Naturally, I'm trying to figure out whether I should be scared. Cassell, who sports the brush cut and muscular physique of a soldier, isn't easy to read. He's modest and soft-spoken, despite an adrenaline-packed life. He grew up in Atlanta and started diving in nearby Lake Lanier at the age of 13. In 1980, when he was 18, he joined the Army to escape an alcoholic father. He learned to fly Aeroscout choppers with the Air Cavalry and became a Special Ops medic, a shadowy period he doesn't talk about except to say that he spent a lot of time in Central America on counter-drug operations.
Since leaving the military in 1996, Cassell has pieced together a living as a commercial diver and instructor, an underwater cameraman, and a security consultant (testing harbor defenses against the possibility of a terrorist attack). He estimates that he has spent more than 11,000 hours underwater, and over that time he's been attacked by a bull shark, pinned against the harbor bottom by a tanker, and treated like a chew toy by a territorial thousand-pound sea lion. So when he says stuff like "Humboldt squid are definitely capable of killing and eating a human being," it's hard to know whether the smile on his face is there because he loves swimming with danger or because he's having a great time trying to scare the shit out of me.
For perspective, I've turned to William Gilly, an avuncular 55-year-old biology professor at Stanford University's Hopkins Marine Station, in Pacific Grove, California. Gilly, a bluff, ruddy-cheeked man who prefers Hawaiian shirts to a lab coat, has been studying squid for 28 years and is one of only a handful of scientists who are real experts on the Humboldt. He starts with the anatomy basics, digging past a few pepperoni pizzas in a large freezer to pull out a dead Humboldt. It's just a few feet long, but it's a remarkable creature. It has large, black eyes and a sleek, rubbery body (called the mantle), which has two stabilizer fins at one end and tapers into a nest of eight arms and two longer tentacles at the other. Its arms are lined with suckers, which are ringed with small spiny teeth, and buried at the heart of the tentacular mass is a creepy-looking, articulating beak.
Gilly admits that very little is known about the squid or its life cycle. He and Cassell suspect it lives about two years. And they agree on something else: that the animals are spookily intelligent. They've both seen groups of Humboldt coordinating with one another to herd and attack schools of fish, and Cassell once saw one fiddling with the latch of an underwater cage he had just closed. "They have huge brains for their body size, much larger than most invertebrates," Gilly says. "They might be as smart as a dog."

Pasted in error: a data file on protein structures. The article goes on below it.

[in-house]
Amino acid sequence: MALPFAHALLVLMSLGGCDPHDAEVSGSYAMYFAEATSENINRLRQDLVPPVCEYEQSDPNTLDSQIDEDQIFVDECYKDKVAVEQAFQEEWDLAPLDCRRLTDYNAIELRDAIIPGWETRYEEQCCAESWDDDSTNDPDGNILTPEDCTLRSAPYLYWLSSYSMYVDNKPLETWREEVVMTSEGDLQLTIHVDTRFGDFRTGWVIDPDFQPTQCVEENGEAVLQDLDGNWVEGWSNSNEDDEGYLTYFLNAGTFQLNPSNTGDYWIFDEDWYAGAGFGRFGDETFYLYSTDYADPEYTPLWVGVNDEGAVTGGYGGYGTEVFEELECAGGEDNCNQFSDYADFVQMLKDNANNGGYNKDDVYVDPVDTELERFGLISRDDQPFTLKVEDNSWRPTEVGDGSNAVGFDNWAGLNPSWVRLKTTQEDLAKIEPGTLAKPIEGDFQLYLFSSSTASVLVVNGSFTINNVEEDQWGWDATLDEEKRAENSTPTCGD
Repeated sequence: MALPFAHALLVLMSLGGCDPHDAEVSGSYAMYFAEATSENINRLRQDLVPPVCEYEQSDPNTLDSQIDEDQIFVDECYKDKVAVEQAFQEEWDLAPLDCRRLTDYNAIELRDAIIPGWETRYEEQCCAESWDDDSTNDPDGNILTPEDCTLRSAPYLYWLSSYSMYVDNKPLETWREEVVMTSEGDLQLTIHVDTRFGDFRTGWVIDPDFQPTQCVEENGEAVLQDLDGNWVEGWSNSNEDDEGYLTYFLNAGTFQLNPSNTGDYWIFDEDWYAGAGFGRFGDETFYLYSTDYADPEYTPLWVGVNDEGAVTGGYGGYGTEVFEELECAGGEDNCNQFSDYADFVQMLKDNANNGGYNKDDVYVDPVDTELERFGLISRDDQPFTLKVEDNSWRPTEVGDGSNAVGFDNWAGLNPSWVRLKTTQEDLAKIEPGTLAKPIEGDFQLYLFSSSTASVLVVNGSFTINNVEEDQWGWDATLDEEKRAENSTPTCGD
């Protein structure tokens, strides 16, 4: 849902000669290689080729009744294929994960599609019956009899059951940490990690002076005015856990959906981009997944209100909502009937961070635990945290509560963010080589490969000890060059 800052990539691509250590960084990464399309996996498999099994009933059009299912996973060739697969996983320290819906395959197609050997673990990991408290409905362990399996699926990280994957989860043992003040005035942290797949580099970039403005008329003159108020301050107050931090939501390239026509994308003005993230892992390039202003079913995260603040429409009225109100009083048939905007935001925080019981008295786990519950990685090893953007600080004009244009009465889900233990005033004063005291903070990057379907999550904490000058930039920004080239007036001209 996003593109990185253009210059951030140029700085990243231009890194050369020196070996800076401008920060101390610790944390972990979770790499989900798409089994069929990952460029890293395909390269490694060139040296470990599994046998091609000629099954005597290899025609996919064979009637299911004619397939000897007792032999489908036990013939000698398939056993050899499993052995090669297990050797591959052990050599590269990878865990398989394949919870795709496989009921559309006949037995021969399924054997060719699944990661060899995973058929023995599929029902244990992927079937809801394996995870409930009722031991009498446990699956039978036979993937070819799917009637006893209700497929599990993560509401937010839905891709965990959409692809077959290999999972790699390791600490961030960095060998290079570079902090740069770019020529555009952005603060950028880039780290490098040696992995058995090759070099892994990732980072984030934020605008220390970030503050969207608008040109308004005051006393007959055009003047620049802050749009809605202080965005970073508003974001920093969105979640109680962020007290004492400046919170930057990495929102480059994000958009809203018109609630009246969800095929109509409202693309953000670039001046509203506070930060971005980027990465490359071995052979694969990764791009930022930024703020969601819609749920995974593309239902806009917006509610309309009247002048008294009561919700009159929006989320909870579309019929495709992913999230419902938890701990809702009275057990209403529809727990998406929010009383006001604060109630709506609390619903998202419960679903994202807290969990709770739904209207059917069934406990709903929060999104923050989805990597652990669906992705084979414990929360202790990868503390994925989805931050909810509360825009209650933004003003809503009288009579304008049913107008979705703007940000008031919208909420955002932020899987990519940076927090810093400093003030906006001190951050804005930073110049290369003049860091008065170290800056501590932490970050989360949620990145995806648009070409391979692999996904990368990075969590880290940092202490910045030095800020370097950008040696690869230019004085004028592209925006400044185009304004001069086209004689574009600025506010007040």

The two men are equally in awe of the Humboldt's insatiable hunger, which drives the squid to eat just about anything it can catch, and ruthlessly cannibalize one another given the slightest opportunity. Cassell has seen a Humboldt trying to escape a pilot whale and snapping up little fish as it fled, a remarkable Darwinian undersea tableau. Gilly attributes this demonic appetite to simple need—in the course of a Humboldt's brief life it might grow from a fingertip-size squidling into a 100-pound-plus animal. As Gilly likes to note, that's roughly the equivalent of a human baby growing to the size of a blue whale—in just 24 months.
It is in the realm of squid-human relations that Gilly and Cassell part ways. Cassell is convinced that the squid are aggressive and potentially lethal to humans—he's been slammed and bruised enough times underwater, he says, and he believes at least one of the many stories of Mexican fishermen being attacked and killed. Gilly is not a diver, but he scoffs at the idea that the animals are dangerous predators and says that most Humboldt attacks take place when the squid are excited by the presence of food. "They are equipped to do damage, but so is a dog," he concludes.
This more benign view is based in part on Gilly's encounter with the squid during an expedition to the Sea of Cortez in 2002, when he jumped into the water wearing nothing but shorts, a T-shirt, and a mask. Within minutes he saw a group of five squid ascending from the depths, until they formed a perimeter around him. Then, one by one, they reached out and touched his outstretched hand. Gilly says he felt like he was meeting extraterrestrials coming by to say hello.
Gilly is reassuring, but it's hard to get past the cautionary tale of an underwater photographer named Alex Kerstitch, whose mugging by a group of squid is one of the founding cornerstones of the Humboldt-as-monster legend. One night in 1990, Kerstitch, a biologist at the University of Arizona, was diving in the Sea of Cortez with a film team. Suddenly a squid wrapped itself around his legs, and he felt himself being pulled backwards and down as others piled on. Kerstitch fought, but when the mauling was over, the Humboldt posse had ripped a gold chain from his neck and stripped him of his dive computer, light, and collection bag. Kerstitch died in March 2001, but California-based underwater cinematographer Bob Cranston was with him on the dive. "They really raped him," Cranston says. "Wherever his skin was exposed, like his neck, he had lots of abrasions."